My Darlings Wife & Daughter, Well honey got two letters from you today and boy was I glad to get them. Also was back to the Co. and talked to Bob. We had quite a talk. While I was there I went into the orderly room to sign the payroll and Lt. Sorensen said he wanted to talk to me.  Well I thought I had really done something then. More so when we went into a little room by ourselves. Well about all it amounted to he asked me if I wanted another rating. Everything was going swell honey till he got personal and asked when I turned the others in. The more I told the madder I got and finally just said if that was the kind of chicken shits they were I didn’t want anything to do with them. Boy did he get a long face and looked down his nose at that.  And didn’t say anymore and we both went our ways. Its [sic] a long story honey.

Here is yet another story we may never get to hear.

Say your letter of May 8 sure smells good. Whats [sic] the name of that, Allure or something. I opened your letter in the truck cab and man I had the sweetest smelling cab in the lot. Boy oh Boy. I’m setting here with the letter under my nose now. That’s why I’m not writing so good. I imagine George will get a discharge before long now. He better hurry or I’ll beat him out yet. But I haven’t limited service. Say do you know its [sic] after 1:15 and this is the fourth letter I have written tonight. You know I’m making $8 something more than Bob and I’ll bet I’m not working half as hard. Figured up and have only driven about 6,000 since we crossed the Rhine. That makes over 25,000 miles I have covered over here. Not bad huh. I have seen some country.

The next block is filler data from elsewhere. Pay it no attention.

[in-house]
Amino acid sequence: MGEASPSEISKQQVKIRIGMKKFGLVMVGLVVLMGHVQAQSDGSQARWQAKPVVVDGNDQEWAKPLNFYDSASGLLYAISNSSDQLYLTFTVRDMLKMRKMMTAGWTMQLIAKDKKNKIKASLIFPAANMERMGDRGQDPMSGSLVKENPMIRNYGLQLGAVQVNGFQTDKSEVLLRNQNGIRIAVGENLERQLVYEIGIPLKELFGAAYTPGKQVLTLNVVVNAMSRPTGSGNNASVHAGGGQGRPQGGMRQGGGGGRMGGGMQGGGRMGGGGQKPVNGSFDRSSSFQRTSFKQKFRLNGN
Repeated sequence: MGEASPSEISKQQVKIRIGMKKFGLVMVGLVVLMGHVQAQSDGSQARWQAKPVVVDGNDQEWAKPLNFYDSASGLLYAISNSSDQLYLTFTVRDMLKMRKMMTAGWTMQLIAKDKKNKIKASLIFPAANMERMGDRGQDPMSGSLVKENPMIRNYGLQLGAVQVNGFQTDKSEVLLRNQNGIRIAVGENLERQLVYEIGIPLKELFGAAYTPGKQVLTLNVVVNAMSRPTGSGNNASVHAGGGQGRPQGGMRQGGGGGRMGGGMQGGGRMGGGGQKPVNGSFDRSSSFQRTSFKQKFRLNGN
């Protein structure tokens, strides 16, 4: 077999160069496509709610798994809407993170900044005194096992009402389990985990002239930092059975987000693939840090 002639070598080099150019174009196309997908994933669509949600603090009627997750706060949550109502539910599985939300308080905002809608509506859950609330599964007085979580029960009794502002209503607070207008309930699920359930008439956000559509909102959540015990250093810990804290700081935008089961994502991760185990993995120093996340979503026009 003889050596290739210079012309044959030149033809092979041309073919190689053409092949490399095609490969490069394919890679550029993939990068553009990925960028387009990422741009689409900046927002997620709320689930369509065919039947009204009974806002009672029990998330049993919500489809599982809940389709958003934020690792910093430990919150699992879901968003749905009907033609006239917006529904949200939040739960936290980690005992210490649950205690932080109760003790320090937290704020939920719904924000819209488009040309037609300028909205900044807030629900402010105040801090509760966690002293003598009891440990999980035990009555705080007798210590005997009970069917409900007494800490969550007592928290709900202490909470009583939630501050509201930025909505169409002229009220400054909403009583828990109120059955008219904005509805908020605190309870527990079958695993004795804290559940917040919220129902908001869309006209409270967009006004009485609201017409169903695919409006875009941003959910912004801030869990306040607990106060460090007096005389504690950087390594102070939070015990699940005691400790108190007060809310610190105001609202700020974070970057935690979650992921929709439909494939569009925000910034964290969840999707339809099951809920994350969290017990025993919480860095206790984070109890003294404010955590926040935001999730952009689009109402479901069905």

Skoda RSO - for hauling heavy artillery Skoda RSO - for hauling heavy artillery  Courtesy of Murry Combs Family


Skoda RSO – for hauling heavy artillery
Courtesy of Murray Combs Family

25,000 miles is a whole lot of miles when you remember that they had a strict speed limit of 35 miles an hour and the roads have been bombed so they are forever dodging bomb craters. Then if we take into consideration they were usually in convoys that could be spread out for 40 miles or more we really get an idea of what he has been doing over there.

Sure sounds like Mary Lynn is getting big. Boy oh Boy maybe you won’t have to feed her that spinach to make 18 in the next couple of months.  Honey I don’t care if you write Dad for my picture album. Only there are a lot of pictures that has to come out of it. To be burned.  You can honey. Suit yourself. Boy honey I’m all run down. I guess I have just written to [sic] much. Besides that I have another try tomorrow. Have to take 25 extra gallons of gas that makes 70 gallons all together.  So I must be going somewhere. Well I like to travel. I love you my Darling. I love you so much honey.  I love you sweetheart I love you I love sweetheart. I love you I love you I love you Mommie & Mary Lynn. All my love Darlings, Lefty

23 May, Recklinghausen, Germany